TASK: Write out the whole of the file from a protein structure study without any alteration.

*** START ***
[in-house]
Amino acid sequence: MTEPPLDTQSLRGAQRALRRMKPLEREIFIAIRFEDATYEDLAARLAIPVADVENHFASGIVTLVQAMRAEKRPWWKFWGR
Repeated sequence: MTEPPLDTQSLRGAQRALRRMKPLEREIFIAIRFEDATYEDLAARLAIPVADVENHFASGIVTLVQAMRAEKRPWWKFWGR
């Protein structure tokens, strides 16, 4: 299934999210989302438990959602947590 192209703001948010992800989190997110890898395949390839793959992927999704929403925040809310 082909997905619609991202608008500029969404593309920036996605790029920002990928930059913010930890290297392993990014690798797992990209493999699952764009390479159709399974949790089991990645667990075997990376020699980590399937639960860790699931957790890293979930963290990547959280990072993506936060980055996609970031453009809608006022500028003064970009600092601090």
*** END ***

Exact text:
[in-house]
Amino acid sequence: MTEPPLDTQSLRGAQRALRRMKPLEREIFIAIRFEDATYEDLAARLAIPVADVENHFASGIVTLVQAMRAEKRPWWKFWGR
Repeated sequence: MTEPPLDTQSLRGAQRALRRMKPLEREIFIAIRFEDATYEDLAARLAIPVADVENHFASGIVTLVQAMRAEKRPWWKFWGR
């Protein structure tokens, strides 16, 4: 299934999210989302438990959602947590 192209703001948010992800989190997110890898395949390839793959992927999704929403925040809310 082909997905619609991202608008500029969404593309920036996605790029920002990928930059913010930890290297392993990014690798797992990209493999699952764009390479159709399974949790089991990645667990075997990376020699980590399937639960860790699931957790890293979930963290990547959280990072993506936060980055996609970031453009809608006022500028003064970009600092601090």